Experts: This list is by no means exhaustive, but could include:
  • Stanford University: I'm sure I don't need to provide a rationale here, do I?
  • Incubators: It may make sense from a roll out/scaling perspective to include an incubator like WeWork, as they work in a number of cities.
  • Schools: I'm not sure what US schools are doing around entreprenurship education, but I'm sure there would be synergy with schools who are doing entreprenurial things and could provide some valuable input (ie KIPP Bay Area and AltSchool)
  • Circle the Schools: I'm sure that collaboration with companies who are involved with Circle the Schools can add a lot to a project like this.
  •  Online Learning Platforms: Through sheer bootstrapped (ie cash strapped) necessity, startups are massively collaborative.

    I have detailed the potential value that platforms who spark social knowledge have for educators, students and the potential for EdTech startups collaborating in this post about Declara.  
Space: Running an after school or weekend club at a Silicon Valley incubator could see the kids get advice from startup founders who are based at the incubator discussing their experiences.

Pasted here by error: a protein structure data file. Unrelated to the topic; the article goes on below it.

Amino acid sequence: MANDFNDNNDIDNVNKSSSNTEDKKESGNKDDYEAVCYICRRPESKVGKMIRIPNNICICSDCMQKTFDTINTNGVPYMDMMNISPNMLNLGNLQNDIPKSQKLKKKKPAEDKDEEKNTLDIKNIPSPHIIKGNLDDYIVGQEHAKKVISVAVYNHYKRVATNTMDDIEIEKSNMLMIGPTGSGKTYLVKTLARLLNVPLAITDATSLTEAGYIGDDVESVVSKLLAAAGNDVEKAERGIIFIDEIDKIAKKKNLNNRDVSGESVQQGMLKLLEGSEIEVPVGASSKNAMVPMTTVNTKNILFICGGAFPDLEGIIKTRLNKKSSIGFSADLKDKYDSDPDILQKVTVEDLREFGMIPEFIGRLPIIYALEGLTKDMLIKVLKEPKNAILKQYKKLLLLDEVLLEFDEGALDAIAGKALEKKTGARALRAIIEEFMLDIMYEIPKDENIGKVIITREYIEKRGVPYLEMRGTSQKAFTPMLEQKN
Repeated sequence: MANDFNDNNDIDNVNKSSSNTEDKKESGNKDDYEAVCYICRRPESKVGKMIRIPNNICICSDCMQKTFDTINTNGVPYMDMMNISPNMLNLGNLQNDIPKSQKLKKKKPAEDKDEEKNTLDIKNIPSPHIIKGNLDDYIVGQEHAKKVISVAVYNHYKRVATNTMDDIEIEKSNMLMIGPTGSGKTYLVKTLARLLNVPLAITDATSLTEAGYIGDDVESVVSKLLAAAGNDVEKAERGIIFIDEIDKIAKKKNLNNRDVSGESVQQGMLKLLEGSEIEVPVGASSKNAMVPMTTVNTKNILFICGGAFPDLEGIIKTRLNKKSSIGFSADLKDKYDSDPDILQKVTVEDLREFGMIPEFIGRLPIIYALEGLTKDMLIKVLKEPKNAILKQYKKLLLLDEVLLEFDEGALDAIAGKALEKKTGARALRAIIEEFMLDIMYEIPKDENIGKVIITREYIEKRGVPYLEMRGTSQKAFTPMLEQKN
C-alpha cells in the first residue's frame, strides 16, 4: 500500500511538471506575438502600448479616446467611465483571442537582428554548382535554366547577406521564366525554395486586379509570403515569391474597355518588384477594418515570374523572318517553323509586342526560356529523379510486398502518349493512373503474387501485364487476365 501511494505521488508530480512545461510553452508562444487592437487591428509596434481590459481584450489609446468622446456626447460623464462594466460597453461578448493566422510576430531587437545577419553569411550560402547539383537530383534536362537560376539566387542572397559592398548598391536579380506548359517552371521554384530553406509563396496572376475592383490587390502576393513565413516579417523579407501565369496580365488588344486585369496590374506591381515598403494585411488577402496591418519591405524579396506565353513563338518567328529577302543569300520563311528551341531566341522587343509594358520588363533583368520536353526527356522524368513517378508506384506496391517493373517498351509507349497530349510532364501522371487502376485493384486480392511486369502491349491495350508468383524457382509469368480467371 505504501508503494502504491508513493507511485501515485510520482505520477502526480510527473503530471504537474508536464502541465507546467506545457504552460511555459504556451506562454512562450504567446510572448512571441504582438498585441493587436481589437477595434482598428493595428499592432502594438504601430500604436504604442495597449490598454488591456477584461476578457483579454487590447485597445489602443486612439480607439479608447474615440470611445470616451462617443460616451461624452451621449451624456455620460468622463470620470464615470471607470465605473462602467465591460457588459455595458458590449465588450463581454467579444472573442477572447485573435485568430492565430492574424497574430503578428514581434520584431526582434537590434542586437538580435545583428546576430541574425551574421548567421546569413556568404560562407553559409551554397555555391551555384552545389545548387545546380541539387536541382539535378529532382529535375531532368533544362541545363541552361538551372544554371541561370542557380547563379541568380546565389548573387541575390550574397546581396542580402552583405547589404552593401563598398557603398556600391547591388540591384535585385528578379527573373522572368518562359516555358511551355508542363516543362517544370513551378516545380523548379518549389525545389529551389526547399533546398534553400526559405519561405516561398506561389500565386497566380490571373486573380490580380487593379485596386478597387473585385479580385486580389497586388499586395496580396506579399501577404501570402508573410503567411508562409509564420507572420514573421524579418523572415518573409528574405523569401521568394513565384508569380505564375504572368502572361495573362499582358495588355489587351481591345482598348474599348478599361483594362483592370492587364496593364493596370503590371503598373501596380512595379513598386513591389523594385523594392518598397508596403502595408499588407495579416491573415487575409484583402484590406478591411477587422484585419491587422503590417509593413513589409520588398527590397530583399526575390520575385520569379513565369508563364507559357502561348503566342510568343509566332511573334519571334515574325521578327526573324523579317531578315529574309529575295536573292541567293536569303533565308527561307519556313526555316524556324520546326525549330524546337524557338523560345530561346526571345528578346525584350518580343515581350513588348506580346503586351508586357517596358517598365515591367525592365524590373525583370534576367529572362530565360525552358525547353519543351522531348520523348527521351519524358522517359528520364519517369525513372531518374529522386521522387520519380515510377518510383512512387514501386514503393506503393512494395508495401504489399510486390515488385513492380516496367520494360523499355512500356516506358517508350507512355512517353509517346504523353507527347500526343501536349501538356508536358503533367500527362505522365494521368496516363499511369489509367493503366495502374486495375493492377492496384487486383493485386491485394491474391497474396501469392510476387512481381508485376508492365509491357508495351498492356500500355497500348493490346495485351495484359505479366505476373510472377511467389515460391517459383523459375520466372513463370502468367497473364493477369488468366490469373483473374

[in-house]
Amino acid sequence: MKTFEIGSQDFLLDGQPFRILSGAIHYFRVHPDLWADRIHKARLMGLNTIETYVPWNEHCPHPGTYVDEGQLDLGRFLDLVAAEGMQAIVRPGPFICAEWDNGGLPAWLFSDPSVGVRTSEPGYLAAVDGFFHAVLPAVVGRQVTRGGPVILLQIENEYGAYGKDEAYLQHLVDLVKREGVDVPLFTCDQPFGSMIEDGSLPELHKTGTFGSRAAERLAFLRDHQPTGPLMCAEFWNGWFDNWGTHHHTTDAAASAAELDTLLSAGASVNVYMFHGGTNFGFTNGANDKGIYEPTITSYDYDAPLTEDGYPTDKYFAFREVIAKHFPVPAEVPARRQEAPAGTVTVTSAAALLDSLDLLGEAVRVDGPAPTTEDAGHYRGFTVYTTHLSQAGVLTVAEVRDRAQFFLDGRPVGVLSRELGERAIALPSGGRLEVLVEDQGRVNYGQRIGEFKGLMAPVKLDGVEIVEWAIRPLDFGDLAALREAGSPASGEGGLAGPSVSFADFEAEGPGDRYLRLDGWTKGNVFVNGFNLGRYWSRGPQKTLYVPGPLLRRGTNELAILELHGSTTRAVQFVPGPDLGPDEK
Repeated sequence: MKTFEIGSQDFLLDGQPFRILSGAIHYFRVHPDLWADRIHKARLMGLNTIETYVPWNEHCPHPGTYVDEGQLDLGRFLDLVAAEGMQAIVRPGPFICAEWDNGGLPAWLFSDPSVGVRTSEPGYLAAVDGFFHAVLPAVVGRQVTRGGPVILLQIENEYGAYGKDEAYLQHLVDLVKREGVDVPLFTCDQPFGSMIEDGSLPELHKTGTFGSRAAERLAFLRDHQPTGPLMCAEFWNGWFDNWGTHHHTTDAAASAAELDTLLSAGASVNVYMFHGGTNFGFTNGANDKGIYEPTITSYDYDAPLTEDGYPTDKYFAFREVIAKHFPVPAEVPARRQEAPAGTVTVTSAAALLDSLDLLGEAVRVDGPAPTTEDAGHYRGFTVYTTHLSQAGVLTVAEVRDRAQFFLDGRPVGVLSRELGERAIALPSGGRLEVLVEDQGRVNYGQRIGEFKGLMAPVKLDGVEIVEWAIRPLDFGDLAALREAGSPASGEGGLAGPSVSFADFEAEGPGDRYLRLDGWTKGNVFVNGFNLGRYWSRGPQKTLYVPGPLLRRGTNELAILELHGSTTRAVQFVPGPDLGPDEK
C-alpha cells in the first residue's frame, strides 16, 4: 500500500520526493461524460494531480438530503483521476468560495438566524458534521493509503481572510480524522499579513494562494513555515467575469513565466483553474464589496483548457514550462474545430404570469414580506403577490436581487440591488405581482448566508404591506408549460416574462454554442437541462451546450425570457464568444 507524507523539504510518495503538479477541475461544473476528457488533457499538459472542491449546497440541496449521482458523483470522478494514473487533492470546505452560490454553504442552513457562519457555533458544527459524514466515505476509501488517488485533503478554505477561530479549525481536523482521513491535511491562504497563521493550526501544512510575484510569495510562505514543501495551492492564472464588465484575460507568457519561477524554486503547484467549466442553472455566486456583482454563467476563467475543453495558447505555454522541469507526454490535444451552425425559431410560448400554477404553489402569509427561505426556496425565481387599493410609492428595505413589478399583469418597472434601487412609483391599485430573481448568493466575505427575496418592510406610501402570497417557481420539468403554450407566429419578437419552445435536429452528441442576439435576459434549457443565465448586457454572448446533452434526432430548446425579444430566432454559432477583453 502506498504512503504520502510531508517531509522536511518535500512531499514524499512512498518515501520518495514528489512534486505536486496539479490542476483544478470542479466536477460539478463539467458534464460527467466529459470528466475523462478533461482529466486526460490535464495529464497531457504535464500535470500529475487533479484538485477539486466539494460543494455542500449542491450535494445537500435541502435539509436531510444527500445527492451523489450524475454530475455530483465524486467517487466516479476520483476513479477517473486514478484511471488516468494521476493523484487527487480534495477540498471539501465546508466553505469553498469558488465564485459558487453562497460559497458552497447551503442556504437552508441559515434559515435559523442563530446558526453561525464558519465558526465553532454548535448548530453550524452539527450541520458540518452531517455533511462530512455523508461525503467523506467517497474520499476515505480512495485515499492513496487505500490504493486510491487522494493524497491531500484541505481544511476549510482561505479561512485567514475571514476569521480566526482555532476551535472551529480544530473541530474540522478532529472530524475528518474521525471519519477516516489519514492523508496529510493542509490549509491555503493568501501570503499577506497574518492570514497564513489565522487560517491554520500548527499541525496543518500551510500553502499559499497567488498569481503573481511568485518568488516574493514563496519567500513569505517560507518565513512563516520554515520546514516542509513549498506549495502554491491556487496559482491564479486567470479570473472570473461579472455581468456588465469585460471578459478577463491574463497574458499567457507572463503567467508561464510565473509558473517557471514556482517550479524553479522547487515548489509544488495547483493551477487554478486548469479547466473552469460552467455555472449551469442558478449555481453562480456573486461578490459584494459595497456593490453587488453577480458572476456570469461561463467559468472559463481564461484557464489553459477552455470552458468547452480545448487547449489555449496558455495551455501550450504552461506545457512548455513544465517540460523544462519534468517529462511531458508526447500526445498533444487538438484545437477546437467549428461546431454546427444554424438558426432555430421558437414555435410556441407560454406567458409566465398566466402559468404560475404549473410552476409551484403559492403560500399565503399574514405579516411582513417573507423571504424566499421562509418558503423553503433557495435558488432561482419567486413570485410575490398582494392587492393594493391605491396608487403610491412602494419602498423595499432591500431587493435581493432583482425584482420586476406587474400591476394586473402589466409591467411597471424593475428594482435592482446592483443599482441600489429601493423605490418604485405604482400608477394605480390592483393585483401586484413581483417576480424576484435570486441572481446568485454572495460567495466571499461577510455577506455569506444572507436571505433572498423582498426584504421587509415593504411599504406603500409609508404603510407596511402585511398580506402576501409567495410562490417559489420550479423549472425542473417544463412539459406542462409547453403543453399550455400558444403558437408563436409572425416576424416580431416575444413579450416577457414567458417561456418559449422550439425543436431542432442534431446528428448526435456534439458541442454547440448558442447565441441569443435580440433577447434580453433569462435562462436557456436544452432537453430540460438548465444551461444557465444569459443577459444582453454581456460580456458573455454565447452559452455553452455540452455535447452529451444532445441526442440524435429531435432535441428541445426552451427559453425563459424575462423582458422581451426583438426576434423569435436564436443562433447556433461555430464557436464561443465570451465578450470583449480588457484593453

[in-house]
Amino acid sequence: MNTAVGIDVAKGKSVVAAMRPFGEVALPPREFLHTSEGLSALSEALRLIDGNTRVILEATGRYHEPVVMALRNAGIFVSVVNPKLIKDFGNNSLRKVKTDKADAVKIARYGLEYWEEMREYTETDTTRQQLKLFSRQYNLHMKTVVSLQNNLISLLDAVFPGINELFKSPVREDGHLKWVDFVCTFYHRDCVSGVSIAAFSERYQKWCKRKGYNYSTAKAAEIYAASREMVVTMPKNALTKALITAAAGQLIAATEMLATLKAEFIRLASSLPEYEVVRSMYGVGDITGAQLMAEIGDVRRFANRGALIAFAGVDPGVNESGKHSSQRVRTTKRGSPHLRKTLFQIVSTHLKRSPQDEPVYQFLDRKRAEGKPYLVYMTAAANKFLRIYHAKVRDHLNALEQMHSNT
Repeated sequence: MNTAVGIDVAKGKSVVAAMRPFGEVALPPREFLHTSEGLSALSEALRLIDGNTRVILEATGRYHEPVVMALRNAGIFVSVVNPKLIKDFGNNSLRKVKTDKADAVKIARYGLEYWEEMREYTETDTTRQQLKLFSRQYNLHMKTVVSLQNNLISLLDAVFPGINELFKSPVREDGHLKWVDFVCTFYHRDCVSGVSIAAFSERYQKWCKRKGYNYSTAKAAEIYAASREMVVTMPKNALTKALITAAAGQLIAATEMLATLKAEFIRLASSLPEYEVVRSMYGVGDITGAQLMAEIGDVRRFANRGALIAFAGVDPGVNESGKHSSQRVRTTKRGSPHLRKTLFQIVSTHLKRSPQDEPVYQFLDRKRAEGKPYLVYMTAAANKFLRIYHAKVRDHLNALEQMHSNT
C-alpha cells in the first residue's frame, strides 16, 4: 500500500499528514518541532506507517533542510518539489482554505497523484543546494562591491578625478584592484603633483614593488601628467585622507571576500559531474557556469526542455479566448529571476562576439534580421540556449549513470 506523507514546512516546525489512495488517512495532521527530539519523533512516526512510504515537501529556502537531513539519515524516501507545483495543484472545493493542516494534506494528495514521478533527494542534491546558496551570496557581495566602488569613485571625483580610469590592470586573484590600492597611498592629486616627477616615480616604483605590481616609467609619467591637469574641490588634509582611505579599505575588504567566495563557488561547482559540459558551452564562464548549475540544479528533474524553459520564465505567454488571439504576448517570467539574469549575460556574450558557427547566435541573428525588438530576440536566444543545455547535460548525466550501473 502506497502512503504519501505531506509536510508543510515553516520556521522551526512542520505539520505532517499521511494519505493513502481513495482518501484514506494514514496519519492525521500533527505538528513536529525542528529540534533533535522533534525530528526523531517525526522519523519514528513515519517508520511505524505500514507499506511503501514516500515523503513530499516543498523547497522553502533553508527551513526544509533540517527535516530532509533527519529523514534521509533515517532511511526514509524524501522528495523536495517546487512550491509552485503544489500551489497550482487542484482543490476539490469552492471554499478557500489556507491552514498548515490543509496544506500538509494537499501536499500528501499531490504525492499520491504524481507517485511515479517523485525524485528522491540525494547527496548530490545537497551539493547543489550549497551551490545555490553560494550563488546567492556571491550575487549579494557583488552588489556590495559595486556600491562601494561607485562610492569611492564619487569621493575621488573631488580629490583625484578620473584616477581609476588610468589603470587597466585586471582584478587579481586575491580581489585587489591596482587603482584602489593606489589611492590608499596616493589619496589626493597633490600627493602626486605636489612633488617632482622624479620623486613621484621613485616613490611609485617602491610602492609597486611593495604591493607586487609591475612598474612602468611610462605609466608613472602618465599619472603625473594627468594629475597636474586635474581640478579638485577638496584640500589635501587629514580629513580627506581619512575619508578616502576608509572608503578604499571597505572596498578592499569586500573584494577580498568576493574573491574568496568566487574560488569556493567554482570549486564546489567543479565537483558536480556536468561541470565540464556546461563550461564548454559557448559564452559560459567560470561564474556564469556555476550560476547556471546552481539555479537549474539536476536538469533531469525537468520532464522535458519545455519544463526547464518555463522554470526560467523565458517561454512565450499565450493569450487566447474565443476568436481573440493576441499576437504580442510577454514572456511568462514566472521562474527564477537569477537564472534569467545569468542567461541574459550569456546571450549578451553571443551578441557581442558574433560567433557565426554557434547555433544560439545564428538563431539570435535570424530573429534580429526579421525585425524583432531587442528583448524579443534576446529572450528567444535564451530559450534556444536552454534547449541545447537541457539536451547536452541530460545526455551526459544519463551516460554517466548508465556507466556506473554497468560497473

This would have the added advantage of kids being able to scream excitedly "I know that guy!" when the student sees them on the TV when they are on the news for selling their company to Apple or Google for $XYZ Millions.

Accreditation: Learn by doing. You'll know if you've passed when a grown up startup says

"We'll help you develop this concept and you'll get a share of the profits"

Value Proposition
I can see there being advantages here for all stakeholders, some advantages may be obvious... others may be less obvious.

There is no point detailing these because few (if any) other organistion could engage kids in the way that LEGO could and, as The Secret World of LEGO highlights, the company gets sent thousands of ideas every year. Then there's the fact that achieving this level of collaboration with all stakeholders may be unlikely.

I'll take a leaf out of LEGO Ideas book, I'll include the value proposition in a "LEGO: Entrprenurship Education (Part 3)" post if the demand is there from any of the organisations who would be able to make this happen ;).